If in doubt about their status as prisoners of war under the Geneva Conventions, they are entitled to a decision by a competent tribunal, said Rachel Denber, deputy Europe and Central Asia director at Human Rights Watch. “They should be presumed to be prisoners of war and with all the rights of a prisoner of war until proven otherwise,” she said. “And the process to prove otherwise must go through a fair and competent hearing in court. Denying someone due process is a serious violation of the Geneva Conventions.

Apparently, no such tribunal took place. Chief Kremlin spokesman Dmitry Peskov acknowledged on Monday that an investigation into Drueke and Huynh was still ongoing in an interview with NBC News. However, that didn’t stop Peskov from calling the pair “soldiers of fortune.” Drueke and Huynh were involved in shelling and firing on Russian forces, he said, and should therefore be “held accountable for the crimes they committed”.

The comments, which were the first from Moscow about the detained Americans, came days after Russian media released a video showing the men tied up, blindfolded and expressing fears of execution. When asked if they faced the death penalty, Peskov said he “can’t guarantee anything” and that it “depends on the investigation”.

Read more: “Hope gives you the strength to act.” Portraits of Russians risking everything to support Ukraine

Peskov’s statements were condemned in Washington. “It is appalling that a public official in Russia is even proposing the death penalty for two American citizens who were in Ukraine,” National Security Council spokesman John Kirby told reporters at the White House on Tuesday. . The administration is still collecting information, he said.

European officials have accused Russia of trying to distract from what they say are real war crimes its forces are committing in Ukraine. They believe Moscow may be trying to lay the groundwork for a prisoner swap for Russian soldiers who were detained and convicted of rape, murder or other violent crimes during the president’s invasion of Ukraine. Russian Vladimir Putin, almost four months ago. In May, a Ukrainian court sentenced a captured Russian soldier to life in prison for shooting and killing a 62-year-old unarmed civilian.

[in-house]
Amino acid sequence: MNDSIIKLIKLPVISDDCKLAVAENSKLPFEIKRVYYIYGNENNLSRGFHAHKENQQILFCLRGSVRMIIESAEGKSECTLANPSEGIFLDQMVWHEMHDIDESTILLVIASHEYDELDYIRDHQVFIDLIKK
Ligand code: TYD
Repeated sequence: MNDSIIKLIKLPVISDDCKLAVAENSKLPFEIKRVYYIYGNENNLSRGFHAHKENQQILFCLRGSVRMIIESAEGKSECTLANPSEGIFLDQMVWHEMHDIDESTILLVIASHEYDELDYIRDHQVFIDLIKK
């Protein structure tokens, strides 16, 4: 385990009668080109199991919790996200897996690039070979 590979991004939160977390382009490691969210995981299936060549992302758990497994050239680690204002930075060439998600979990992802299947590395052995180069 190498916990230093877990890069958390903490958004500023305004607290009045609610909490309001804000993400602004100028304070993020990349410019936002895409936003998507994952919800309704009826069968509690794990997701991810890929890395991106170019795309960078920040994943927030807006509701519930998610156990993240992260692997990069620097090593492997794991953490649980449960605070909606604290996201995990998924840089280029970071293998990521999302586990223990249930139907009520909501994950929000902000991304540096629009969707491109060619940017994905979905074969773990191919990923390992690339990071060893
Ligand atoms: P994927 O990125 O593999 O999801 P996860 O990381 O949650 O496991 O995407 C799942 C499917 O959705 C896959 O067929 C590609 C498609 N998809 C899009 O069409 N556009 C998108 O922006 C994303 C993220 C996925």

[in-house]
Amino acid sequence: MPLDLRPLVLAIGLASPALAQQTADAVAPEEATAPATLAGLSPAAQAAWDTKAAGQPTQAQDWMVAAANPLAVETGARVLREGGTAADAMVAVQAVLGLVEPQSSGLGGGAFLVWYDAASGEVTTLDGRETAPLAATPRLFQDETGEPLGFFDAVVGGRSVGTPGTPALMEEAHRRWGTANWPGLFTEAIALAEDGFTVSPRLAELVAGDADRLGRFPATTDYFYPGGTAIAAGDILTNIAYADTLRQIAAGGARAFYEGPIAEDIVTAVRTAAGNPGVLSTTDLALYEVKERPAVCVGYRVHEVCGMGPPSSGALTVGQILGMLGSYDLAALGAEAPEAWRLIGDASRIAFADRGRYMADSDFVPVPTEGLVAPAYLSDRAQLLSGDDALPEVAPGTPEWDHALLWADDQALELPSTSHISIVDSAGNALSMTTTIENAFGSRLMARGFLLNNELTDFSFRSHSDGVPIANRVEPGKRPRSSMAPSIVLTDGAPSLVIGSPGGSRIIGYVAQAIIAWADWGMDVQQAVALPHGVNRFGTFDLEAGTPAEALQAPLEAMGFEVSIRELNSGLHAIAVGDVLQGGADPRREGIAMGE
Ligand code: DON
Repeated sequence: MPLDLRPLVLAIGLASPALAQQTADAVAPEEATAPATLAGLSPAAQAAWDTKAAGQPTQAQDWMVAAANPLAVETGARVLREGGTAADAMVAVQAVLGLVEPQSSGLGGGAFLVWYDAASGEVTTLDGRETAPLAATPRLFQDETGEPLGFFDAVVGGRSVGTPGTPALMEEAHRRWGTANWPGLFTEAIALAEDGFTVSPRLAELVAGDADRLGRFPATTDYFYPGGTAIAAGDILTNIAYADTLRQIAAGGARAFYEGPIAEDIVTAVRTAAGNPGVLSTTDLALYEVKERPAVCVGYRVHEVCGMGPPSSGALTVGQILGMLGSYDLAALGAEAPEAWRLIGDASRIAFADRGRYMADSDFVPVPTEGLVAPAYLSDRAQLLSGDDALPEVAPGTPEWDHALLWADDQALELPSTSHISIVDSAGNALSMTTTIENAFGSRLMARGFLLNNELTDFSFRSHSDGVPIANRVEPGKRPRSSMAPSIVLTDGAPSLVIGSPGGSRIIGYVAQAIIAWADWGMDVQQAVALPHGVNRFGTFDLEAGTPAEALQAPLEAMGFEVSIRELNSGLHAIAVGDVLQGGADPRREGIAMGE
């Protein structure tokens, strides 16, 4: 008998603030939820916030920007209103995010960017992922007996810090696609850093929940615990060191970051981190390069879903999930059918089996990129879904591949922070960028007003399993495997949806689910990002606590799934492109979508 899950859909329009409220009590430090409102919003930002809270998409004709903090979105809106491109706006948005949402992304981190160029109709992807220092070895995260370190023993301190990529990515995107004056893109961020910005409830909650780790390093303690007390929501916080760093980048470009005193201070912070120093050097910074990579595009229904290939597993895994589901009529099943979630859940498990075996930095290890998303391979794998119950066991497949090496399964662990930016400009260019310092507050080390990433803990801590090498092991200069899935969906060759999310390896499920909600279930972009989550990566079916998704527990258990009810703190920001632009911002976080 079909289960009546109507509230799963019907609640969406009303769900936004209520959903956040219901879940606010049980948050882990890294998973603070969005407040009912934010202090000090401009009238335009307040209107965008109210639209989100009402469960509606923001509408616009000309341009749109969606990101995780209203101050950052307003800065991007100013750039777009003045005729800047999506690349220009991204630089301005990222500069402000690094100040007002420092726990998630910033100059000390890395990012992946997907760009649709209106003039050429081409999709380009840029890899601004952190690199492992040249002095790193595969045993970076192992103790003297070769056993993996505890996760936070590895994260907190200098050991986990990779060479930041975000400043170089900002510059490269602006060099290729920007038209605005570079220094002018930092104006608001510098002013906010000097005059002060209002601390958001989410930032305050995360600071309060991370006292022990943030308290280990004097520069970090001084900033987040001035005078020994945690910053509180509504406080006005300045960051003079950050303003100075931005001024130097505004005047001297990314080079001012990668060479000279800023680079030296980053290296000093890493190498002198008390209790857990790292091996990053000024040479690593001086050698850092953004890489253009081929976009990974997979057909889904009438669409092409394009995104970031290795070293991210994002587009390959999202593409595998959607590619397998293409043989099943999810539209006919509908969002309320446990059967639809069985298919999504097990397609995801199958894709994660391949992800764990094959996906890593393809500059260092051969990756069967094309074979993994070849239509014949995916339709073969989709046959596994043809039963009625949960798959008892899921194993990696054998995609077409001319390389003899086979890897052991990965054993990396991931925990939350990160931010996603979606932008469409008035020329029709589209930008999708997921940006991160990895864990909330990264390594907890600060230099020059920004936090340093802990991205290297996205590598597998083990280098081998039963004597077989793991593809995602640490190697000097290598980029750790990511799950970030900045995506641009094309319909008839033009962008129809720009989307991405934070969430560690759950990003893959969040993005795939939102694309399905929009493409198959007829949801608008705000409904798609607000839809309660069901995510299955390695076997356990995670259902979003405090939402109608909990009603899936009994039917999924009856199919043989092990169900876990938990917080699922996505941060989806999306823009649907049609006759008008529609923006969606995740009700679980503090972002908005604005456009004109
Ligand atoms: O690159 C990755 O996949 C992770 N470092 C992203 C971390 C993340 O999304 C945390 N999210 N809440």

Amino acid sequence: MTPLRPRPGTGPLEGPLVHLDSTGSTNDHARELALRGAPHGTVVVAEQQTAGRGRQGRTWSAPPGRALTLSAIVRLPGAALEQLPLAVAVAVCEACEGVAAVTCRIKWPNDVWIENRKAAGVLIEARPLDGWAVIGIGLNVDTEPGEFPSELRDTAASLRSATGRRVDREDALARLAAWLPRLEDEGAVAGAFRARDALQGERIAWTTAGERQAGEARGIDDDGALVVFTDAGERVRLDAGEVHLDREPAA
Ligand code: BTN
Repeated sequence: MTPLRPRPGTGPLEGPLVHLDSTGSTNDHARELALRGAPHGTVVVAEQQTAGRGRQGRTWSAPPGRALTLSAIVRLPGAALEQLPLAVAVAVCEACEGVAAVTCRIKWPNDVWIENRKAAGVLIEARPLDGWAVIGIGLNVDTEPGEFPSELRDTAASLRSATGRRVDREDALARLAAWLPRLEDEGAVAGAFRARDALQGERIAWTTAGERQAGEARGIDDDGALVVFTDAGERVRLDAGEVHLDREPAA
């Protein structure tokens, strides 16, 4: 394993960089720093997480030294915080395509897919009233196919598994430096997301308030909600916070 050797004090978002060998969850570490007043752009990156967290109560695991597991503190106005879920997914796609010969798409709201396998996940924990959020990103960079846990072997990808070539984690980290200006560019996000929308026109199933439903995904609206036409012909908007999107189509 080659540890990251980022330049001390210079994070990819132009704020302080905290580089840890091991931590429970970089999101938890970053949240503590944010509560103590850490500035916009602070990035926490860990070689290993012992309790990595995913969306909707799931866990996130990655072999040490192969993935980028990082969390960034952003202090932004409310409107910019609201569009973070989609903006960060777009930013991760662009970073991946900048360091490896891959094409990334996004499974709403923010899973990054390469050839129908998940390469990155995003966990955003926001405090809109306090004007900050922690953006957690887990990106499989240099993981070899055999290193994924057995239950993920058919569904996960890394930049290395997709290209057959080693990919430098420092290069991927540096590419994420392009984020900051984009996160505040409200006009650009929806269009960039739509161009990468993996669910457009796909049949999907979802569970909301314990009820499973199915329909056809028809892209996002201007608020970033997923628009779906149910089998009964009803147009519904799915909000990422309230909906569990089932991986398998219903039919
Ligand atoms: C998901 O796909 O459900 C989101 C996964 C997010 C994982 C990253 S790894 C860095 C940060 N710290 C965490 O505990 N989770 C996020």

During an unannounced trip to Kyiv on Tuesday, US Attorney General Merrick Garland met with Ukraine’s top prosecutor and announced the creation of a war crimes accountability team. “There is no hiding place for war criminals,” he said. “Working alongside our domestic and international partners, the Department of Justice will be relentless in its efforts to hold accountable anyone complicit in the commission of war crimes, torture and other grave abuses during the unprovoked conflict. in Ukraine.”

Ukraine’s military repelled a week-long Russian offensive in and around the capital, Kyiv, surprising better-equipped Russian forces, but now faces escalating fighting in the east of the country. At least 4,597 civilians, including more than 300 children, have been killed in Ukraine since February 24, according to the UN human rights office, although the agency acknowledges that the true death toll is likely high. higher.

About admin

Check Also

Tensions between countries could disrupt aid delivery to people in need – Red Cross

UNITED NATIONS (UrduPoint News/Sputnik – September 21, 2022) Tensions between countries around the world could …